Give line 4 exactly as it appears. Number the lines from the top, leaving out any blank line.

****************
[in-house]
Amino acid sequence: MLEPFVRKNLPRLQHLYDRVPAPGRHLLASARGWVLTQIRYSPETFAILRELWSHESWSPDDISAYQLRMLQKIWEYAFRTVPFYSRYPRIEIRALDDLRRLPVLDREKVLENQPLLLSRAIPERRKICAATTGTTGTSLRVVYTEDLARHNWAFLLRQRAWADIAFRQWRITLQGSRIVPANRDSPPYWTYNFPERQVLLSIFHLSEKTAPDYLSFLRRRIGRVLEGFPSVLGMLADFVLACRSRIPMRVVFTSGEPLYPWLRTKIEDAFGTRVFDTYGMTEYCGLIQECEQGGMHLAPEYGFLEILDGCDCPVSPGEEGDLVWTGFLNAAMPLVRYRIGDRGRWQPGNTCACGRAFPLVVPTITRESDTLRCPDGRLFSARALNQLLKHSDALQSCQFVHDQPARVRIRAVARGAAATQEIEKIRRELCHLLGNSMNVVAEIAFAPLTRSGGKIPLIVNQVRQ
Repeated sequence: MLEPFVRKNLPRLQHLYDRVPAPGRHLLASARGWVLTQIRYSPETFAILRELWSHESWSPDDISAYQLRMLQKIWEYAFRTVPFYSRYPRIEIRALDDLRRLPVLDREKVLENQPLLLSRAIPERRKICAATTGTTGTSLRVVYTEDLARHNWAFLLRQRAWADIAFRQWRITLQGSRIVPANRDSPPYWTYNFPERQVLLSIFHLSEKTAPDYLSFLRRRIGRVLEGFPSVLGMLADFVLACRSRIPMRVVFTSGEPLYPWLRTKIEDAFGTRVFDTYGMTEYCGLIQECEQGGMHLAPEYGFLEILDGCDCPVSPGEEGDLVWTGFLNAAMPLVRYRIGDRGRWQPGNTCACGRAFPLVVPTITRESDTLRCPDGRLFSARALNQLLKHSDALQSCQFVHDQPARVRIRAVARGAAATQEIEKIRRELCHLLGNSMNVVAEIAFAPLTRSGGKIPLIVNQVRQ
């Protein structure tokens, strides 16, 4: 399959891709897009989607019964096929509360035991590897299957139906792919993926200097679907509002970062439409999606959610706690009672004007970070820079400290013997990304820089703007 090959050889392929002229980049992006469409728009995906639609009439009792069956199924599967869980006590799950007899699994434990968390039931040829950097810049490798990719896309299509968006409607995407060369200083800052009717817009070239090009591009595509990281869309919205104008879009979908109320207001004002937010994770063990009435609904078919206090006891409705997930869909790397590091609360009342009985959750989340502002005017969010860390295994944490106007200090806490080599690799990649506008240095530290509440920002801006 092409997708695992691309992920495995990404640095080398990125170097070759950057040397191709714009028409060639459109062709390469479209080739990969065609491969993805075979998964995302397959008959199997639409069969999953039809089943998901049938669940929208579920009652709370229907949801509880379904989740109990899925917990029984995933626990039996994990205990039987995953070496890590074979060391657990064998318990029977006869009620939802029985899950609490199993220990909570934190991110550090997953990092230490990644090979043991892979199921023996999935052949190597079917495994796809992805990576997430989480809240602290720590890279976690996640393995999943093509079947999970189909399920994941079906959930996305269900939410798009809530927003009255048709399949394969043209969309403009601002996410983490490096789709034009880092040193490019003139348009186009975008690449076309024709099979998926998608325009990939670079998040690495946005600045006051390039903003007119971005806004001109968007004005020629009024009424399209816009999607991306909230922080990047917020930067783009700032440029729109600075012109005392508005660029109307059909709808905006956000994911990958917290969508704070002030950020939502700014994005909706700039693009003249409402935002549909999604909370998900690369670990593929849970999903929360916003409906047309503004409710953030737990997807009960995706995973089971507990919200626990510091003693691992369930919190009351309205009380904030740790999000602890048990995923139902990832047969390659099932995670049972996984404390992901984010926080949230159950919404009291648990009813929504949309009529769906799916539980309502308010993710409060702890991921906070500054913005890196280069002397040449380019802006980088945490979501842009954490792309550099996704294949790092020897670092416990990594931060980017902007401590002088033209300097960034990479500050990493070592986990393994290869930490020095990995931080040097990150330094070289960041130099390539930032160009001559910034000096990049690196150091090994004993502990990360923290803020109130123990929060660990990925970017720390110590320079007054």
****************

């Protein structure tokens, strides 16, 4: 399959891709897009989607019964096929509360035991590897299957139906792919993926200097679907509002970062439409999606959610706690009672004007970070820079400290013997990304820089703007 090959050889392929002229980049992006469409728009995906639609009439009792069956199924599967869980006590799950007899699994434990968390039931040829950097810049490798990719896309299509968006409607995407060369200083800052009717817009070239090009591009595509990281869309919205104008879009979908109320207001004002937010994770063990009435609904078919206090006891409705997930869909790397590091609360009342009985959750989340502002005017969010860390295994944490106007200090806490080599690799990649506008240095530290509440920002801006 092409997708695992691309992920495995990404640095080398990125170097070759950057040397191709714009028409060639459109062709390469479209080739990969065609491969993805075979998964995302397959008959199997639409069969999953039809089943998901049938669940929208579920009652709370229907949801509880379904989740109990899925917990029984995933626990039996994990205990039987995953070496890590074979060391657990064998318990029977006869009620939802029985899950609490199993220990909570934190991110550090997953990092230490990644090979043991892979199921023996999935052949190597079917495994796809992805990576997430989480809240602290720590890279976690996640393995999943093509079947999970189909399920994941079906959930996305269900939410798009809530927003009255048709399949394969043209969309403009601002996410983490490096789709034009880092040193490019003139348009186009975008690449076309024709099979998926998608325009990939670079998040690495946005600045006051390039903003007119971005806004001109968007004005020629009024009424399209816009999607991306909230922080990047917020930067783009700032440029729109600075012109005392508005660029109307059909709808905006956000994911990958917290969508704070002030950020939502700014994005909706700039693009003249409402935002549909999604909370998900690369670990593929849970999903929360916003409906047309503004409710953030737990997807009960995706995973089971507990919200626990510091003693691992369930919190009351309205009380904030740790999000602890048990995923139902990832047969390659099932995670049972996984404390992901984010926080949230159950919404009291648990009813929504949309009529769906799916539980309502308010993710409060702890991921906070500054913005890196280069002397040449380019802006980088945490979501842009954490792309550099996704294949790092020897670092416990990594931060980017902007401590002088033209300097960034990479500050990493070592986990393994290869930490020095990995931080040097990150330094070289960041130099390539930032160009001559910034000096990049690196150091090994004993502990990360923290803020109130123990929060660990990925970017720390110590320079007054």